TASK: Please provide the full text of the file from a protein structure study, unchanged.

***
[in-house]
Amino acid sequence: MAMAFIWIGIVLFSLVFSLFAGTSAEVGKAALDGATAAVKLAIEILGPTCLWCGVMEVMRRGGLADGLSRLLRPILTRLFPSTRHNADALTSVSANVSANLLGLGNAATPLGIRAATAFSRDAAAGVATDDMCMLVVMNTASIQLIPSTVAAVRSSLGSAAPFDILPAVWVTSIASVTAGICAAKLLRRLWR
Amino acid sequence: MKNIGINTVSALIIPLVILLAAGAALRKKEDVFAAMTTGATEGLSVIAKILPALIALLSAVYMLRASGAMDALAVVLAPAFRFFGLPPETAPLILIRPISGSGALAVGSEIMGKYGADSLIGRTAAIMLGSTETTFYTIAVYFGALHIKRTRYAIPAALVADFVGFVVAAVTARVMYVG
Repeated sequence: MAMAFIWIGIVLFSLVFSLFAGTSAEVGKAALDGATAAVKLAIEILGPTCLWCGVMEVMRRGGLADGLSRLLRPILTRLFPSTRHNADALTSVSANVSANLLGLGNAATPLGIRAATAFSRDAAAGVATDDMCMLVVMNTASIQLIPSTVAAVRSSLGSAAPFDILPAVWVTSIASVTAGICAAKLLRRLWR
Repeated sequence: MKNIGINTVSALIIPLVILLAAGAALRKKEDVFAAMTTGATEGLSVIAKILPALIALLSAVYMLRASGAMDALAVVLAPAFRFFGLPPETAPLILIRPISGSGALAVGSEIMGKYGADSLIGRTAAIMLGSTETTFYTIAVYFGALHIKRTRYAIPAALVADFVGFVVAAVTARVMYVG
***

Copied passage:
[in-house]
Amino acid sequence: MAMAFIWIGIVLFSLVFSLFAGTSAEVGKAALDGATAAVKLAIEILGPTCLWCGVMEVMRRGGLADGLSRLLRPILTRLFPSTRHNADALTSVSANVSANLLGLGNAATPLGIRAATAFSRDAAAGVATDDMCMLVVMNTASIQLIPSTVAAVRSSLGSAAPFDILPAVWVTSIASVTAGICAAKLLRRLWR
Amino acid sequence: MKNIGINTVSALIIPLVILLAAGAALRKKEDVFAAMTTGATEGLSVIAKILPALIALLSAVYMLRASGAMDALAVVLAPAFRFFGLPPETAPLILIRPISGSGALAVGSEIMGKYGADSLIGRTAAIMLGSTETTFYTIAVYFGALHIKRTRYAIPAALVADFVGFVVAAVTARVMYVG
Repeated sequence: MAMAFIWIGIVLFSLVFSLFAGTSAEVGKAALDGATAAVKLAIEILGPTCLWCGVMEVMRRGGLADGLSRLLRPILTRLFPSTRHNADALTSVSANVSANLLGLGNAATPLGIRAATAFSRDAAAGVATDDMCMLVVMNTASIQLIPSTVAAVRSSLGSAAPFDILPAVWVTSIASVTAGICAAKLLRRLWR
Repeated sequence: MKNIGINTVSALIIPLVILLAAGAALRKKEDVFAAMTTGATEGLSVIAKILPALIALLSAVYMLRASGAMDALAVVLAPAFRFFGLPPETAPLILIRPISGSGALAVGSEIMGKYGADSLIGRTAAIMLGSTETTFYTIAVYFGALHIKRTRYAIPAALVADFVGFVVAAVTARVMYVG